Would you take a virtual walk with me across the Dartmouth Atlas map on RWJF's web site? Just follow the link. Now, move your cursor first over, say, anywhere in Minnesota. There, you'll see that 2006 Medicare reimbursements were roughly $6,700 per beneficiary. Now, move your cursor across the country, way over to Massachusetts–specifically, Boston, for instance. There, 2006 Medicare reimbursements were almost a whopping $3,000 per beneficiary higher. You'd sure think that the quality of care in Massachusetts must be extraordinarily better for that extra $3,000 per person–but, guess what? It's not–it's roughly the same–maybe even worse in some cases. Plus, Massachusetts has embarked on its own universal coverage experiment. First in its class, Massachusetts is providing the rest of us with a real-world unfolding example demonstrating how health care cost, quality, value, and coverage intersect. If Massachusetts could figure out how to pay for high-quality care at the level of, say, Minnesota, their coverage experiment might just get exponentially easier.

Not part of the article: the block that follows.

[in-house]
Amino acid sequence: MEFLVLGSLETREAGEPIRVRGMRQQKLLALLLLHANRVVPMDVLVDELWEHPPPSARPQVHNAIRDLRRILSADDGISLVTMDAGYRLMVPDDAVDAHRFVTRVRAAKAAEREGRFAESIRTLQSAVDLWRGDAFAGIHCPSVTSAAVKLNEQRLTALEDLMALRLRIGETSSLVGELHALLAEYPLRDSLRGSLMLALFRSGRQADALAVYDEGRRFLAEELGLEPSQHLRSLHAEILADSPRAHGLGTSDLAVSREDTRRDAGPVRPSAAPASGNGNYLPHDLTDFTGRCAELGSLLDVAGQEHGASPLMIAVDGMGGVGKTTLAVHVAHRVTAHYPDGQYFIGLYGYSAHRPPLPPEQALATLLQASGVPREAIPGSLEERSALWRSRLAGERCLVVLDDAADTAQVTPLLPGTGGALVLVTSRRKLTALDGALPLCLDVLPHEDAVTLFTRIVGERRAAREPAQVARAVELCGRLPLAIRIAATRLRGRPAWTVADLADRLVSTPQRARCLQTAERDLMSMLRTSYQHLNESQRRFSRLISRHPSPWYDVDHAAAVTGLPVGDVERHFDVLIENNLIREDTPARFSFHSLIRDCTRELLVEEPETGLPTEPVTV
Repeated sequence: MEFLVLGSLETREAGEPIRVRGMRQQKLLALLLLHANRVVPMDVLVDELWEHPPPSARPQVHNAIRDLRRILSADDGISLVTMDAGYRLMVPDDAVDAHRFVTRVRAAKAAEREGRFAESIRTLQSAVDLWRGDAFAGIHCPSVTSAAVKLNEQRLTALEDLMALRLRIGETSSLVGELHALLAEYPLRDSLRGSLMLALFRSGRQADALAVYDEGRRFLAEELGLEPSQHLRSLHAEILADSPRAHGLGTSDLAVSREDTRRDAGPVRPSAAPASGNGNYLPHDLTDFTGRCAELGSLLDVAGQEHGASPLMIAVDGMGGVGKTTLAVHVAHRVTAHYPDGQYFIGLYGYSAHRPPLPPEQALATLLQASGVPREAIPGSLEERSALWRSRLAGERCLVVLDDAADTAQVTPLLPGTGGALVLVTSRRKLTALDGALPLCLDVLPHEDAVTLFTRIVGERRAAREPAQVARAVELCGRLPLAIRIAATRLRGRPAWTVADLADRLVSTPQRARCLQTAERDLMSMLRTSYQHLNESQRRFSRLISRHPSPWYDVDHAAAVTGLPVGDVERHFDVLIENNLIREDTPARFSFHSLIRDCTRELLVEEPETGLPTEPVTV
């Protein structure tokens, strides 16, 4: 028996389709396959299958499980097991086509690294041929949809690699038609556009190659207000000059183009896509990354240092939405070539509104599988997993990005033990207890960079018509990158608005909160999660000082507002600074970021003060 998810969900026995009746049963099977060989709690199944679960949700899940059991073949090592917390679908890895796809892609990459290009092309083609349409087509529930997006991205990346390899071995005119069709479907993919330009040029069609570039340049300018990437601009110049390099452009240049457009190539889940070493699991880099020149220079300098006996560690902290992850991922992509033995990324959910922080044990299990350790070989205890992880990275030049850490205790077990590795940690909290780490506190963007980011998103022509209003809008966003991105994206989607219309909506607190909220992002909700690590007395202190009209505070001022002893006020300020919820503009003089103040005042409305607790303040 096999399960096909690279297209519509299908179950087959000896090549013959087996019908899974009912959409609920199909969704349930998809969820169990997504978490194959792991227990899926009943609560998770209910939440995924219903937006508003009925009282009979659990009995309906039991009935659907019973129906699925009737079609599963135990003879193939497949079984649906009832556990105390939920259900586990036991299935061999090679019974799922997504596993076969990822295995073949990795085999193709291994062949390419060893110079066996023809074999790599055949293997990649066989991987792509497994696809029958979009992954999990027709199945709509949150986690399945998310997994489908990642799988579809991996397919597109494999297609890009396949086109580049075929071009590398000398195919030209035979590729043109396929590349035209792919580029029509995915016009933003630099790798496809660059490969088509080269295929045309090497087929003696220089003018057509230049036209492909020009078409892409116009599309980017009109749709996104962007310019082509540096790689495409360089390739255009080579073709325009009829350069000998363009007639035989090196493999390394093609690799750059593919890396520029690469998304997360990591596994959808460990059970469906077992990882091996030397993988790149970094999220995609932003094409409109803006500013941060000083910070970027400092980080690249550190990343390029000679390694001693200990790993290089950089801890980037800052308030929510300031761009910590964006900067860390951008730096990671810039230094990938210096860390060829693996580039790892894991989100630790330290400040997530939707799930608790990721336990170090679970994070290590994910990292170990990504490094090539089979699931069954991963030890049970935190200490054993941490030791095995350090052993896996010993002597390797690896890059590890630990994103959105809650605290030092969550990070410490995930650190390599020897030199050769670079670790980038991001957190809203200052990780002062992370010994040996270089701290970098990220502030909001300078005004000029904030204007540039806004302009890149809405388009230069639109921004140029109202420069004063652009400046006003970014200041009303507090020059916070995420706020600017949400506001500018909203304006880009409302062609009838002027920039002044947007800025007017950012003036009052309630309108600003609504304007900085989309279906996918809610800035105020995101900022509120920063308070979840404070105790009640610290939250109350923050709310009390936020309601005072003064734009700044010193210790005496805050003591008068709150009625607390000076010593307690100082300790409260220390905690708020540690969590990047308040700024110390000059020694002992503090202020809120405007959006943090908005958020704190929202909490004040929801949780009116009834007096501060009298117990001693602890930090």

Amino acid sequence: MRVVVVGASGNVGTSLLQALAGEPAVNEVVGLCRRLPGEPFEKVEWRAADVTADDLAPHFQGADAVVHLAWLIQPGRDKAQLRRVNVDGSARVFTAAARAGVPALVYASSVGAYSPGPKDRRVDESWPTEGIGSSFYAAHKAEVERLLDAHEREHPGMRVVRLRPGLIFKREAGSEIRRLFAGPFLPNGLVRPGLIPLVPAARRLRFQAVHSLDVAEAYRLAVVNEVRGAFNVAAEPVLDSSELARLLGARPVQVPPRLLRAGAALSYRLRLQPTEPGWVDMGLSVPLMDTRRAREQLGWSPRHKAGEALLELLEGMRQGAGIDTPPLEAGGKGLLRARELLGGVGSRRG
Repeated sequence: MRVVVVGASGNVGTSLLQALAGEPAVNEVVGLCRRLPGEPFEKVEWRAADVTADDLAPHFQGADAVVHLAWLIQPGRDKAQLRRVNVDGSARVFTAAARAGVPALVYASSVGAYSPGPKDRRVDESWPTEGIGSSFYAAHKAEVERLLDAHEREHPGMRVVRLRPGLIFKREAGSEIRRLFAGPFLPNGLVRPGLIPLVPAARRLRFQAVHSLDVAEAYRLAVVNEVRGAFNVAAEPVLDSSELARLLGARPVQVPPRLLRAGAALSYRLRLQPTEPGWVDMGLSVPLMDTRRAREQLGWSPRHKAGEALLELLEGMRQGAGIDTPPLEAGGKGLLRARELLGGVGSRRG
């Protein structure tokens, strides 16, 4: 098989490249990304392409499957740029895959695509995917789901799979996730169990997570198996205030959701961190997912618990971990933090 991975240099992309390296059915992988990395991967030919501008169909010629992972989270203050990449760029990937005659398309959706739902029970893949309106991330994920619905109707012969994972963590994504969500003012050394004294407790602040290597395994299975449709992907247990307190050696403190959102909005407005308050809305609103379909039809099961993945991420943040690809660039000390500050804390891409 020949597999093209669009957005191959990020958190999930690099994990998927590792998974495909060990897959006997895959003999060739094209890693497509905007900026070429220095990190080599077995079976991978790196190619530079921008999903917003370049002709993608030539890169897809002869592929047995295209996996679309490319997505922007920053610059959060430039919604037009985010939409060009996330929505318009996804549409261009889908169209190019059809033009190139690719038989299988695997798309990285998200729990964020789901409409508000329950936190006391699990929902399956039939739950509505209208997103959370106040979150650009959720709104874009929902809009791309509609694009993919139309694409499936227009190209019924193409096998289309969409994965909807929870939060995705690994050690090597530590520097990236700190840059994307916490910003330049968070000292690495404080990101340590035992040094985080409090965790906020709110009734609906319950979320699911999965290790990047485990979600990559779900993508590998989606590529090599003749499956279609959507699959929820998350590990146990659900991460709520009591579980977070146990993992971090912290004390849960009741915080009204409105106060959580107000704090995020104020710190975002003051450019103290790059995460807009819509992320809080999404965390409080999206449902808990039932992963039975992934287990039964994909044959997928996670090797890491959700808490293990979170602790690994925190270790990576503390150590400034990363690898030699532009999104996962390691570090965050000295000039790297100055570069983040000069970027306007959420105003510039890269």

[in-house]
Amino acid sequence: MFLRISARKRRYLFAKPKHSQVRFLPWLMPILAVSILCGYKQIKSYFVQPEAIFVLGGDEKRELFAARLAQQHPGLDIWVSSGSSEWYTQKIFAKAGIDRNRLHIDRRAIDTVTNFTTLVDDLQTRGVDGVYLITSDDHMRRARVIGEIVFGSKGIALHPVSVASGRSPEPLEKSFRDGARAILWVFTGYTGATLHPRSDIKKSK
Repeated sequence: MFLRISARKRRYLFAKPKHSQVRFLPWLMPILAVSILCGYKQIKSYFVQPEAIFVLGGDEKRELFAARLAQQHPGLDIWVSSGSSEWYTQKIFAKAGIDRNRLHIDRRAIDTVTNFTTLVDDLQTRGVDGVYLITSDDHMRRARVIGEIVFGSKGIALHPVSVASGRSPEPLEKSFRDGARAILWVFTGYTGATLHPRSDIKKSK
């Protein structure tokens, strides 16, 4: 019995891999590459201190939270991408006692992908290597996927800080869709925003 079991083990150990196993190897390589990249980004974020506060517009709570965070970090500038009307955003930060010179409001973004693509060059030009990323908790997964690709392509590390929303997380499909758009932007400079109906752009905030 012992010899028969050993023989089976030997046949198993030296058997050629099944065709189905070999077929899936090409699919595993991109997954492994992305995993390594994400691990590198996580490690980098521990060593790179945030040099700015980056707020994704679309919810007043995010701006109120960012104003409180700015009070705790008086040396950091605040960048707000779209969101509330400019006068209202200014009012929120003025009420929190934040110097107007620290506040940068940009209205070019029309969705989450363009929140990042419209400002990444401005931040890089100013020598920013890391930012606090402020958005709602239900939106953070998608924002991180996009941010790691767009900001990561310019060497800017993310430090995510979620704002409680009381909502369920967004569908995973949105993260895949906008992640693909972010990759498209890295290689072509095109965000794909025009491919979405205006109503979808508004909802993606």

So, are our national leaders taking this unfolding lesson to heart? We're beginning to learn. Last week the Senate Finance Committee released a set of policy options on transforming the health care delivery system. Their statement is really the first glimpse we've had at how our national leaders might (or might not) be linking value and coverage.